That’s a wrap on the final race at the Fontana CA 2 mile configuration.
Kyle Busch wasted little time getting into Victory Lane in his new #8 RCR Camaro. I had no doubt he’d find The Winner’s Circle but admittedly didn’t expect it in race #2
Busch passed Michael McDowell and led the final 21 laps for the win. He finished 2.98 seconds ahead of Chase Elliott for the third largest Margin Of Victory since the race went to 400 miles in 2010.
Third place finisher Ross Chastain won Stages 1 and 2 and leaves the Golden State as the top point-getter for the race, beating race-winner Busch 54 to 49 . This “great points day” moved Chastain atop the season points leaderboard with a narrow one point lead over Daytona 500 winner, Joey Logano. Chastain has won three of the four stages this season and is collecting Playoff Points the hard way-one at a time. He led the field five time for 91 of the race’s 200 laps with the next closest being race-winner Busch who led three times for 27 laps.
Fourth place went to Daniel Suarez, Chastain’s teammate. Daniel led no laps but his strong Stage and Race finishes resulted in the third highest point total for the day. After two races he finds himself fifth in points.
The race saw 28 lead changes among 12 drivers and was slowed 8 times (3 for completion cautions and Stage Breaks) for 38 laps, including “The Big One” on the Lap 88 restart that involves eight cars.
One of the primary metrics used by NASCAR is green flag passes. This race saw 3512 GFPs which was up from 2696 in NEXT GENS first race here but down from the last GEN-6 race here in 2020 that saw 3968 GFPs-the highest since the race went to the 400-mile format.
The race saw 1328 Quality Passes. These are Green Flag Passes that took place in positions 1-15. A that means that the top 41.7% of the field (P1-15) produced 37.8% of the green flag passes. Another way to look at it is of the passes for positions done more was done at P16 or below than further up front.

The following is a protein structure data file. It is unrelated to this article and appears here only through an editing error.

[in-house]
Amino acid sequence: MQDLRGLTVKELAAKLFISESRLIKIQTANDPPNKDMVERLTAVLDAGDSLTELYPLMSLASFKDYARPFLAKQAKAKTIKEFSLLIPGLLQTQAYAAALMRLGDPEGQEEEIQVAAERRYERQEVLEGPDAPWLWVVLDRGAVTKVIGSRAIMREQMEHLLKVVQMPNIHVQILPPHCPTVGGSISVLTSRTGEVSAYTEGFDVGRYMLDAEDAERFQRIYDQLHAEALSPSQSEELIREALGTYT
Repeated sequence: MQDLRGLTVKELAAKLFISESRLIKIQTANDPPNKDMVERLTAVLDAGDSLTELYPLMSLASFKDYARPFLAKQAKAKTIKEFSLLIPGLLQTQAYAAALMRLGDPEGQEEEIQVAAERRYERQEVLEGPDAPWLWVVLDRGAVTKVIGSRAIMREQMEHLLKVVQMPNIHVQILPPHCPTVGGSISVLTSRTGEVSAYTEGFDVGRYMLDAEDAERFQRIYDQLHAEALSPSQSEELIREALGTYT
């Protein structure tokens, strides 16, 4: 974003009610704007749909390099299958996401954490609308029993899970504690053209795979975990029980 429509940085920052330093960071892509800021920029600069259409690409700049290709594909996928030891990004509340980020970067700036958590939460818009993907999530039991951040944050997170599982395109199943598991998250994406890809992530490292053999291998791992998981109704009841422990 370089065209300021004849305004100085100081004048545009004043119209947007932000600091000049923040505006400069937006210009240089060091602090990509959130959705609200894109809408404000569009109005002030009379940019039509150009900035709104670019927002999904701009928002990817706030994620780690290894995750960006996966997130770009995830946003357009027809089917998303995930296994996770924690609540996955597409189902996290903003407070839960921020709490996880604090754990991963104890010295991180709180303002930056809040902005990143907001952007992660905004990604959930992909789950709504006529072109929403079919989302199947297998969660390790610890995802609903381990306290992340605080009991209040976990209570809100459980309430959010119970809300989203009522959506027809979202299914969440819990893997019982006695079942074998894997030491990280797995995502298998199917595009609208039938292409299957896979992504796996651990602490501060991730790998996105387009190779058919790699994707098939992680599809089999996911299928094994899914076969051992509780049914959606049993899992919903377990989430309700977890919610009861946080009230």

There was 28 lead changes. 10 occurred under Caution Flag conditions, resulting in 18 Green Flag Lead Changes. 10 of those occurred in the first three laps after the race start or restart while the field was bunched and green flag pit stops resulted in four more Lead Changes.
Four Lead Changes were a result of a car passing the leader to take the lead. These we refer to as Racing Lead Changes and though not an official metric is what fans think of when they hear “Lead Changes”.
So of the 28 Lead Changes four were a result of a driver passing another for the lead without benefit of caution, restarts or leaders relinquishing the lead to pit.
In this race we saw on
Lap 28-Joey Logano pass Ross Chastain
Lap 29-Ryan Blaney pass Joey Logano
Lap 98-Ross Chastain pass Denny Hamlin
Lap 180-Kyle Busch pass Michael McDowell and lead the final 21 laps for the win.
These four Racing Lead Changes was down one from last year.
For those keeping score at home Martin Truex, Jr. (Who else?) was the first driver penalized under the new loose tire penalty after losing a wheel on track after the fourth caution.
Also the new restart zone rule is being blamed in part for “The Big One”. We’ll just have to see how that plays out going forward.
Overall, it was the things not on the stat sheet that will be what this final race will be known for
It was the final race here in the configuration
It was announced as a sellout. Big shoutout for all the fans who endured the less than ideal race conditions to send her off.
The crazy weather conditions dominated the story lines
Kyle Busch’s first win for RCR,
Kyle has had a win with every team he has driven for in Cup,
He has won a race in 19 consecutive years of racing, passing previous record holder at RIchard Petty with 18,
The race had a Big One (for those who like crashes)
Was a strong showing by Chevrolet and Trackhouse Racing.
The Series left Fontana with more questions about its future or Cup racing’s future in Southern California.
Is what we saw good-bye or we’ll see you later? Only time will tell.
On to Vegas.
Thunder On… and Stay Safe!
Photo Credit (Cover); Meg Oliphant / Getty Images